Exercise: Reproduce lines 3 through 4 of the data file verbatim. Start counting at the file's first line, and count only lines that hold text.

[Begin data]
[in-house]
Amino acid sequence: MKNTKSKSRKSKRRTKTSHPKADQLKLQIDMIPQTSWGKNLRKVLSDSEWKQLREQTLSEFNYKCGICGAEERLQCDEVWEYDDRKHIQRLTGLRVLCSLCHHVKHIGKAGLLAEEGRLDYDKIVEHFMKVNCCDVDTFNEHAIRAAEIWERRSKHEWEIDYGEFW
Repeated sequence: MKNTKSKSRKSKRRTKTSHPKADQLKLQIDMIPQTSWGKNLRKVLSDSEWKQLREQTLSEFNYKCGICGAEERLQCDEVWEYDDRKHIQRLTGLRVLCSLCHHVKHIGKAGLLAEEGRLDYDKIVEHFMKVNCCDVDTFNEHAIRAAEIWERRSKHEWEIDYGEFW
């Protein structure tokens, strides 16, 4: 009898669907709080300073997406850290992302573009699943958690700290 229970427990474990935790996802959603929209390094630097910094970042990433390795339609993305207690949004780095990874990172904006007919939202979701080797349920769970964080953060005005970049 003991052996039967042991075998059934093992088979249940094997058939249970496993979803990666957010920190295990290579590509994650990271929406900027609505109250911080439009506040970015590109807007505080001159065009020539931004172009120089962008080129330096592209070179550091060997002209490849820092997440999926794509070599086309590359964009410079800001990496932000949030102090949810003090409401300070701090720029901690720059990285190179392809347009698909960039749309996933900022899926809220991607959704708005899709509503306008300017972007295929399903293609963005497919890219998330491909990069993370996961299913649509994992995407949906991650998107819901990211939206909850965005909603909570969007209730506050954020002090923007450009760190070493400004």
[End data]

Repeated sequence: MKNTKSKSRKSKRRTKTSHPKADQLKLQIDMIPQTSWGKNLRKVLSDSEWKQLREQTLSEFNYKCGICGAEERLQCDEVWEYDDRKHIQRLTGLRVLCSLCHHVKHIGKAGLLAEEGRLDYDKIVEHFMKVNCCDVDTFNEHAIRAAEIWERRSKHEWEIDYGEFW
């Protein structure tokens, strides 16, 4: 009898669907709080300073997406850290992302573009699943958690700290 229970427990474990935790996802959603929209390094630097910094970042990433390795339609993305207690949004780095990874990172904006007919939202979701080797349920769970964080953060005005970049 003991052996039967042991075998059934093992088979249940094997058939249970496993979803990666957010920190295990290579590509994650990271929406900027609505109250911080439009506040970015590109807007505080001159065009020539931004172009120089962008080129330096592209070179550091060997002209490849820092997440999926794509070599086309590359964009410079800001990496932000949030102090949810003090409401300070701090720029901690720059990285190179392809347009698909960039749309996933900022899926809220991607959704708005899709509503306008300017972007295929399903293609963005497919890219998330491909990069993370996961299913649509994992995407949906991650998107819901990211939206909850965005909603909570969007209730506050954020002090923007450009760190070493400004």